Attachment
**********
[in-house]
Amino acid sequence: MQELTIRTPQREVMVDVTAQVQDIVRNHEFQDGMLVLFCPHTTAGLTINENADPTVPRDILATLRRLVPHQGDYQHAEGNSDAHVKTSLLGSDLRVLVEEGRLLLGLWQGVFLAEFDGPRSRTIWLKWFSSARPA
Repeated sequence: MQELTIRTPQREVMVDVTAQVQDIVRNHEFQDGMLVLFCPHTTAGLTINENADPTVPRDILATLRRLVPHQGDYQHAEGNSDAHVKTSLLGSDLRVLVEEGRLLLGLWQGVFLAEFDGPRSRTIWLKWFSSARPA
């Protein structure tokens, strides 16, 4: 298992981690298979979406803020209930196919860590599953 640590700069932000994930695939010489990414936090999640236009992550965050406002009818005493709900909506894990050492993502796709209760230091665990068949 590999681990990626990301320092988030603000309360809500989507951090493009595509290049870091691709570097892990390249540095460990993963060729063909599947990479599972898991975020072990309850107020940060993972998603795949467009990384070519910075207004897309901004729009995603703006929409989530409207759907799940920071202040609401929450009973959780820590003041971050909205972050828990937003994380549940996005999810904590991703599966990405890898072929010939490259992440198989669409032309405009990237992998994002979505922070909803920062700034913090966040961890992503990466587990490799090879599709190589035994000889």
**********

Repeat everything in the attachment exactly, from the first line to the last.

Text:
[in-house]
Amino acid sequence: MQELTIRTPQREVMVDVTAQVQDIVRNHEFQDGMLVLFCPHTTAGLTINENADPTVPRDILATLRRLVPHQGDYQHAEGNSDAHVKTSLLGSDLRVLVEEGRLLLGLWQGVFLAEFDGPRSRTIWLKWFSSARPA
Repeated sequence: MQELTIRTPQREVMVDVTAQVQDIVRNHEFQDGMLVLFCPHTTAGLTINENADPTVPRDILATLRRLVPHQGDYQHAEGNSDAHVKTSLLGSDLRVLVEEGRLLLGLWQGVFLAEFDGPRSRTIWLKWFSSARPA
């Protein structure tokens, strides 16, 4: 298992981690298979979406803020209930196919860590599953 640590700069932000994930695939010489990414936090999640236009992550965050406002009818005493709900909506894990050492993502796709209760230091665990068949 590999681990990626990301320092988030603000309360809500989507951090493009595509290049870091691709570097892990390249540095460990993963060729063909599947990479599972898991975020072990309850107020940060993972998603795949467009990384070519910075207004897309901004729009995603703006929409989530409207759907799940920071202040609401929450009973959780820590003041971050909205972050828990937003994380549940996005999810904590991703599966990405890898072929010939490259992440198989669409032309405009990237992998994002979505922070909803920062700034913090966040961890992503990466587990490799090879599709190589035994000889």